Coop Wins 100%
    Coons Wins 0%

    Last edited: Jan 19, 2017
    1 person likes this.
  10. WesleyBeal

    WesleyBeal Chirping

    Nov 28, 2016
    Douglas County, Minnesota
    I'll offer a less-cautious opinion. I'm pretty new at raising chickens, but feel I have a fairly good knowledge of predator behavior.

    My run consists of 165-feet of electric poultry netting, 4-feet high. Once winter ends, I will let my birds free-range, if they continue to lay eggs in the coop.

    I make sure there is some kind of cover - often a piece of scrap plywood propped up, within 10 to 15 feet of any place in the run, for the birds to dive under in case of hawks.

    For my coop, I've tried to eliminate any gap larger than 1/2 inch that something could make it through. I've heard of people losing their entire flock to Least Weasels around me, so small gaps are what I fear. I have settled on larger gaps, using chicken wire, for higher places, like the square cut-out in the ceiling that goes into the attic of my coop. The attic area though has no point of entrance from the outside larger than 1/2 inch (and other than ventilation, none of those).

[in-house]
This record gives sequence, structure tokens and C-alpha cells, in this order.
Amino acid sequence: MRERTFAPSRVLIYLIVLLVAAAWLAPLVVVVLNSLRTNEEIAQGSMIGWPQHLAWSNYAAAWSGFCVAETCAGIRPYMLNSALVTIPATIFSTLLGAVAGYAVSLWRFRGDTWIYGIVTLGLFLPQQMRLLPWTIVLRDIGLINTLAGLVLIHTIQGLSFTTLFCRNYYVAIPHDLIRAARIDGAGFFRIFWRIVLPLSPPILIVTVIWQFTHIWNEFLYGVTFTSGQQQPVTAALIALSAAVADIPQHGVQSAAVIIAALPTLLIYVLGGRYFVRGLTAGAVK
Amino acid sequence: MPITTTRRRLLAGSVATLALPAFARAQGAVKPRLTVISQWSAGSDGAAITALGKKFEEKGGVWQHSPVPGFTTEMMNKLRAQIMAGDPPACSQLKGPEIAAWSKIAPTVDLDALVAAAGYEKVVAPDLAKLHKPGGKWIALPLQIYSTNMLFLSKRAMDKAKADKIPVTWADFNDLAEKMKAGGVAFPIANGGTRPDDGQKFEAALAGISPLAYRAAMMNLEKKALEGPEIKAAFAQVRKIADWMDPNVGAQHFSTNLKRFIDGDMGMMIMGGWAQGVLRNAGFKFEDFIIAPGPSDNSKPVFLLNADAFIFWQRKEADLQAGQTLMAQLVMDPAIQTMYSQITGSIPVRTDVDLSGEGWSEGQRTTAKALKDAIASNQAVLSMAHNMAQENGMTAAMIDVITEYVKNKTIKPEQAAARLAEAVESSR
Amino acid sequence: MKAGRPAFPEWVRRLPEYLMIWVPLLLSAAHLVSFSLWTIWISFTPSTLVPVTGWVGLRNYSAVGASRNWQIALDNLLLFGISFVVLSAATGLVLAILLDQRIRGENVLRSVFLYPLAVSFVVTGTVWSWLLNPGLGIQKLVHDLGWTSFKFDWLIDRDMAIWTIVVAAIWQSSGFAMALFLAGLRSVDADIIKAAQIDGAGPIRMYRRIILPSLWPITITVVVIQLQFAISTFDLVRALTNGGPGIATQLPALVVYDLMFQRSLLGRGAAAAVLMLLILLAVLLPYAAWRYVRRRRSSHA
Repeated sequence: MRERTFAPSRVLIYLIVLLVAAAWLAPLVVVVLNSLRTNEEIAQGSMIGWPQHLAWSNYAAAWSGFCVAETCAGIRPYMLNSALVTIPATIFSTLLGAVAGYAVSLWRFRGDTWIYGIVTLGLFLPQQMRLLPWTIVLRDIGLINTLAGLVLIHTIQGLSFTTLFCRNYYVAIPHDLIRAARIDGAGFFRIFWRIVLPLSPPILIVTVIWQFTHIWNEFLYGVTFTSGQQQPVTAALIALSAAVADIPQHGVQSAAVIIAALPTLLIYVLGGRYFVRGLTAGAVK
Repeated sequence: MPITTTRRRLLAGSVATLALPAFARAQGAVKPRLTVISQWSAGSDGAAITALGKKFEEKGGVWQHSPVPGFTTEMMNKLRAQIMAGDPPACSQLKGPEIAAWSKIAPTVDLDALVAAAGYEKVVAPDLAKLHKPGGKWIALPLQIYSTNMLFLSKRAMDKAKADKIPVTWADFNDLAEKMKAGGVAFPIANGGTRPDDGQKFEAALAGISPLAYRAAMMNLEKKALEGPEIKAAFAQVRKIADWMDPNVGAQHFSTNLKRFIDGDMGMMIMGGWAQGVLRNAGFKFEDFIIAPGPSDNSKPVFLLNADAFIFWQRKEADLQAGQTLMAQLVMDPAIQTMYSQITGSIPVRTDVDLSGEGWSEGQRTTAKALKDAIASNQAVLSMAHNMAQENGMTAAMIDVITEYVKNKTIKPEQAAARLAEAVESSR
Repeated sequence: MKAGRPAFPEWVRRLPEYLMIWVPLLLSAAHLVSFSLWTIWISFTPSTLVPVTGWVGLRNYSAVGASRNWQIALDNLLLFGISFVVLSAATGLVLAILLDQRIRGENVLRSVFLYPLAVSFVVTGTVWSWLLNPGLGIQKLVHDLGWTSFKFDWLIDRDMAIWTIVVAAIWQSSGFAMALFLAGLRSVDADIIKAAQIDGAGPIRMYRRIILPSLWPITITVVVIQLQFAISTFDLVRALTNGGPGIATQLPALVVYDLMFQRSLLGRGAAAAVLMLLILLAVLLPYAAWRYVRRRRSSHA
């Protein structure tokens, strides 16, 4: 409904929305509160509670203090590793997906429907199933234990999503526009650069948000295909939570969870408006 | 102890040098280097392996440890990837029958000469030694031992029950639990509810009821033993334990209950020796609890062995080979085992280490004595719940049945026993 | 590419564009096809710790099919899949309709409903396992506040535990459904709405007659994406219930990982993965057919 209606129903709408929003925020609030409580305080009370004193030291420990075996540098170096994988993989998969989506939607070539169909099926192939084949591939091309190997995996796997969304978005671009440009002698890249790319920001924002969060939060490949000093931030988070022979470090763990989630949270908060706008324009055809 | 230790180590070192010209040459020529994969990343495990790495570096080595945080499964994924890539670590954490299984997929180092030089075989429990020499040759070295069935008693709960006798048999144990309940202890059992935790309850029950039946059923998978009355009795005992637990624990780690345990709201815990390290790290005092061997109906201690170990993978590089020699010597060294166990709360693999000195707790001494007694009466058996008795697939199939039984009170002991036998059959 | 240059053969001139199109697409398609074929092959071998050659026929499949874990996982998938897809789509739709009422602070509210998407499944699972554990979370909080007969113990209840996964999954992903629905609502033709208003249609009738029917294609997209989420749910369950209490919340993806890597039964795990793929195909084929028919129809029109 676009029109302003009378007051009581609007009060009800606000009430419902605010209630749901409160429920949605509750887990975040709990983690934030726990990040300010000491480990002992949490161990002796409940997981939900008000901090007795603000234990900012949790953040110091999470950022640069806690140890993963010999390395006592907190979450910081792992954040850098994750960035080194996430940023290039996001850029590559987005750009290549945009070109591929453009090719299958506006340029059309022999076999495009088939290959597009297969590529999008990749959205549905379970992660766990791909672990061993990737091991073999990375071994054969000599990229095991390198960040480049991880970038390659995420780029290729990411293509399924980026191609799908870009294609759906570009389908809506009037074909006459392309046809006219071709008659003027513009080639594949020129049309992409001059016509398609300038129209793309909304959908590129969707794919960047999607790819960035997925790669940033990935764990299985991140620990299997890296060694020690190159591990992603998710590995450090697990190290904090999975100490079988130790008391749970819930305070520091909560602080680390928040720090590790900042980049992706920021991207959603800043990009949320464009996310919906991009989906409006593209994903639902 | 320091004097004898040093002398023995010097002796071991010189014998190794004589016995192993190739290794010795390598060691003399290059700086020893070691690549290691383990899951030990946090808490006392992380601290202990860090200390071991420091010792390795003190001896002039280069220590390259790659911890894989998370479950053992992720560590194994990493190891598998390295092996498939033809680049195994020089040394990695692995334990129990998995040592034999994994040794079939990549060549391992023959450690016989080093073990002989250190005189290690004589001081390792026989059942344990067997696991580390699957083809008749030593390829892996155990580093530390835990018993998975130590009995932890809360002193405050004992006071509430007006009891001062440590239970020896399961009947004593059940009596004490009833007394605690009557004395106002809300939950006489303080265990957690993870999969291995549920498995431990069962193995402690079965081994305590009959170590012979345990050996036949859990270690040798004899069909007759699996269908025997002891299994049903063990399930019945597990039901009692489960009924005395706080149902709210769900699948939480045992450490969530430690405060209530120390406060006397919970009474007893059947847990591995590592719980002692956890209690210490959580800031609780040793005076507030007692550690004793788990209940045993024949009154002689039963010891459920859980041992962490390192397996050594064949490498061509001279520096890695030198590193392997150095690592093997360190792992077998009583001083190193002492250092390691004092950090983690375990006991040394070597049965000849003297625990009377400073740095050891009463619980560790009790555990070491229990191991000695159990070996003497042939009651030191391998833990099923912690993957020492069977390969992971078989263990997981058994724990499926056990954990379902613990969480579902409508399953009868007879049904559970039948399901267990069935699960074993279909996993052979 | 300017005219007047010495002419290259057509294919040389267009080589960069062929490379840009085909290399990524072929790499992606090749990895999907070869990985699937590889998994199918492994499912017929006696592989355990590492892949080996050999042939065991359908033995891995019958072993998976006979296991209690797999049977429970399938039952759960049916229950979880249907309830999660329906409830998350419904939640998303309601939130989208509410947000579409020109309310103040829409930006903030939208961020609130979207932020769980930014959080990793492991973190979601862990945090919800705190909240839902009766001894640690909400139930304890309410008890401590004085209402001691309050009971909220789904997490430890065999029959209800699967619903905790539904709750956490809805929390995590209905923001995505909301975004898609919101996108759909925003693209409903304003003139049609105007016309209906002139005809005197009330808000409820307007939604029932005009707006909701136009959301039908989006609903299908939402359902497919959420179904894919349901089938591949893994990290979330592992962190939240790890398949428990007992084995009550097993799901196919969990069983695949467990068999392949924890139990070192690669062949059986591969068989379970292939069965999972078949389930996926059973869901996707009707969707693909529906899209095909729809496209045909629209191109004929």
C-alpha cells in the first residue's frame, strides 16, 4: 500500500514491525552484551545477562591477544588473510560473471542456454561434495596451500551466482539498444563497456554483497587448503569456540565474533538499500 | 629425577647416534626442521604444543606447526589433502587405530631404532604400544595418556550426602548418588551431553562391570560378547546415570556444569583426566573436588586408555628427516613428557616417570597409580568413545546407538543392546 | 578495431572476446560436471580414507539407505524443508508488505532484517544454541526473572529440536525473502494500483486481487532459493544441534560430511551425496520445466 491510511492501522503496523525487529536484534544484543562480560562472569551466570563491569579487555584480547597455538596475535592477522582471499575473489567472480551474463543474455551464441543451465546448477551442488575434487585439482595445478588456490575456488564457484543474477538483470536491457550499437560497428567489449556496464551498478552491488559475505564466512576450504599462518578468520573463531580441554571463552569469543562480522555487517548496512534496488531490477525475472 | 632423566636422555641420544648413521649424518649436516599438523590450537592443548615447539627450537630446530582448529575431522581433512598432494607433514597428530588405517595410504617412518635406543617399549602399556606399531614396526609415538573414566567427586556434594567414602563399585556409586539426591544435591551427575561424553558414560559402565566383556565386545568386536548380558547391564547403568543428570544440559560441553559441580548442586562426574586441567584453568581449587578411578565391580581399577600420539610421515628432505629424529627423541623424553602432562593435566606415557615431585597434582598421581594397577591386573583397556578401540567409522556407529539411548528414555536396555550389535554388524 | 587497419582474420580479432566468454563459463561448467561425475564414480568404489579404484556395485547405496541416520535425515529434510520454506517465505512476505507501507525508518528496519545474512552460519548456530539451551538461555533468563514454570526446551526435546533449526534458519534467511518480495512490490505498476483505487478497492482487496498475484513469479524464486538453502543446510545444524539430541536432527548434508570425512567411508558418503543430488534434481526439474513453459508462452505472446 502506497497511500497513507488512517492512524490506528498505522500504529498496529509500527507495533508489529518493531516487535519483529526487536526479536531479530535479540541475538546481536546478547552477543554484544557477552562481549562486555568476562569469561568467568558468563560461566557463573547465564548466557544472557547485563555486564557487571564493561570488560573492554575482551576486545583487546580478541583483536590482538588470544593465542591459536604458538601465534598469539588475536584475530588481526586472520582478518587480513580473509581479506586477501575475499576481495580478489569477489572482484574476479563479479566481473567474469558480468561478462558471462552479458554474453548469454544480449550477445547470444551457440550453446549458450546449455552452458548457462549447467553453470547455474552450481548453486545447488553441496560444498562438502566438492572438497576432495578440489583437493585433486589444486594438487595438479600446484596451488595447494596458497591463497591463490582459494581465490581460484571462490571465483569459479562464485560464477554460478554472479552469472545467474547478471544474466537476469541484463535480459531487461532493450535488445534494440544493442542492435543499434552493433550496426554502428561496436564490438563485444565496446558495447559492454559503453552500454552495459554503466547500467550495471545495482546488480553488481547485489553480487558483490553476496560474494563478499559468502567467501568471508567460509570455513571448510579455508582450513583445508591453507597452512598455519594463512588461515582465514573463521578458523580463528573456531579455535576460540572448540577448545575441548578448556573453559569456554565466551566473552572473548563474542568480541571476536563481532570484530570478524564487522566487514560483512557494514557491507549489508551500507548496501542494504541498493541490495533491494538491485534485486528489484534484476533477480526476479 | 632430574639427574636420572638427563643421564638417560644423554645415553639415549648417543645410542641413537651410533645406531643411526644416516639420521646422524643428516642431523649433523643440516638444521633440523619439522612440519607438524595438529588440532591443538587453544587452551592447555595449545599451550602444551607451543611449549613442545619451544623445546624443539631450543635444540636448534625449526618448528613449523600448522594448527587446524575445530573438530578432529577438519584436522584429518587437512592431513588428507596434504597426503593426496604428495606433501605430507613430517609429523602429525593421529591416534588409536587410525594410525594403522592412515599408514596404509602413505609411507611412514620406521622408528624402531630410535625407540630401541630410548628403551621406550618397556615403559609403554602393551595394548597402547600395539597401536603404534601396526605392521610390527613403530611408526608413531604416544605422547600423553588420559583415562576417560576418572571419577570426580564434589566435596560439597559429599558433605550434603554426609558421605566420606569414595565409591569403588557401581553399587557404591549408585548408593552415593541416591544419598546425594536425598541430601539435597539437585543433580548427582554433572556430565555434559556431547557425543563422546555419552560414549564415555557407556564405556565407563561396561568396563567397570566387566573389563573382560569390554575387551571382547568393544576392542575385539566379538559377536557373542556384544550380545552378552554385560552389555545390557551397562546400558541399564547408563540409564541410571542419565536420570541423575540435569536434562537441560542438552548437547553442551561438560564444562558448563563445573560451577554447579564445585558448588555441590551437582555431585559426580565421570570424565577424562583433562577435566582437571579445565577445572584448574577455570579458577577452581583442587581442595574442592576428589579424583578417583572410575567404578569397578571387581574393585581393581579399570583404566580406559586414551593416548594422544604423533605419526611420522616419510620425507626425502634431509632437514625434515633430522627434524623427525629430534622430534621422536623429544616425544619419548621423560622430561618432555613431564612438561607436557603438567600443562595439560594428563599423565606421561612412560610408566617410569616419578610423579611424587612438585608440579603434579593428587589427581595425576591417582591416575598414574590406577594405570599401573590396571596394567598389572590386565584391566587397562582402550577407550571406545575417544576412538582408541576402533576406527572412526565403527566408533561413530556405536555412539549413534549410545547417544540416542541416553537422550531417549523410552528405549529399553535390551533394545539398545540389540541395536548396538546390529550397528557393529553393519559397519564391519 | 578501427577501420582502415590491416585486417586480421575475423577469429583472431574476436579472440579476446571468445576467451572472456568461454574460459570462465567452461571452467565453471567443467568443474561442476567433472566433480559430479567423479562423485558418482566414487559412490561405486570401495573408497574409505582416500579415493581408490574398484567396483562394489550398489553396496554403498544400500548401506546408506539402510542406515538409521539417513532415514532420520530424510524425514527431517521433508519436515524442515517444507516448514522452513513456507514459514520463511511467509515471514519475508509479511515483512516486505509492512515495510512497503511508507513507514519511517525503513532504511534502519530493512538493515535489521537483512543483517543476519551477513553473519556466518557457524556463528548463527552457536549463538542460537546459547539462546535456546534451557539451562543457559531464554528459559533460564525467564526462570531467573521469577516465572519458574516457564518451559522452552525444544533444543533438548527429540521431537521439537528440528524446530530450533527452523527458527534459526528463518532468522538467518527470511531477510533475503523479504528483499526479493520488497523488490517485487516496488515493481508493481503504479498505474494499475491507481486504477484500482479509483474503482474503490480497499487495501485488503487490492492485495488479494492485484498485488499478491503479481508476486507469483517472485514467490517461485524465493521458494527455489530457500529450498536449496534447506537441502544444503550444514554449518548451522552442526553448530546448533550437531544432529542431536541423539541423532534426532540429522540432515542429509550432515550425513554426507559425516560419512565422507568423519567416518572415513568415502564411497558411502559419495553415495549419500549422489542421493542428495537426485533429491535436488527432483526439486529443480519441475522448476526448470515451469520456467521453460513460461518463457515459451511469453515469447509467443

I've also regretted settling for chicken wire over the windows in my coop. Really worry about it, and wish I had hardware cloth up there. At the time, I was worrying about aerial predators, relying on the electric fencing that circles the coop to keep out ground-based intruders.

    The short version of what I'm saying: I rely on my chickens ability to escape predators when they're outside their coop, being sure to equip them to do so with places to hide and that sort of thing. It's the coop itself that I've tried to make as secure as I can, as that is when they are most vulnerable.

    I would like to provide more security, but I try to balance my concerns with what I think the risks are. Electric fencing is more expensive, so without it, I definitely wouldn't allow those larger openings I've tolerated for my windows.